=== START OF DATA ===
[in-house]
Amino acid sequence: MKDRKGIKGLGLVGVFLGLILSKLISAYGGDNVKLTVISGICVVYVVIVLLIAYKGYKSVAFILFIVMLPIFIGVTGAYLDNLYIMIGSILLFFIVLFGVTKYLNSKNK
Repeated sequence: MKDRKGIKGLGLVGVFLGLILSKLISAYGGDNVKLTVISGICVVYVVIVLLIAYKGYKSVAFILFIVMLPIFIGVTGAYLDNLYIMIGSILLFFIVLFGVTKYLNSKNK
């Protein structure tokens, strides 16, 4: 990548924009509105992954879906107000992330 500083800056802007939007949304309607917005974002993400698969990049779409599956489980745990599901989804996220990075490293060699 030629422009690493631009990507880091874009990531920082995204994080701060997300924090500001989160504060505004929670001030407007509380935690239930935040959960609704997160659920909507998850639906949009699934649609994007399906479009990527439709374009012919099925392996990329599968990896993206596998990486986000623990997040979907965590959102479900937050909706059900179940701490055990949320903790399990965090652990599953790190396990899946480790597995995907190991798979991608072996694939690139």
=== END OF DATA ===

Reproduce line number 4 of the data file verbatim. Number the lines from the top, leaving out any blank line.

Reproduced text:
């Protein structure tokens, strides 16, 4: 990548924009509105992954879906107000992330 500083800056802007939007949304309607917005974002993400698969990049779409599956489980745990599901989804996220990075490293060699 030629422009690493631009990507880091874009990531920082995204994080701060997300924090500001989160504060505004929670001030407007509380935690239930935040959960609704997160659920909507998850639906949009699934649609994007399906479009990527439709374009012919099925392996990329599968990896993206596998990486986000623990997040979907965590959102479900937050909706059900179940701490055990949320903790399990965090652990599953790190396990899946480790597995995907190991798979991608072996694939690139």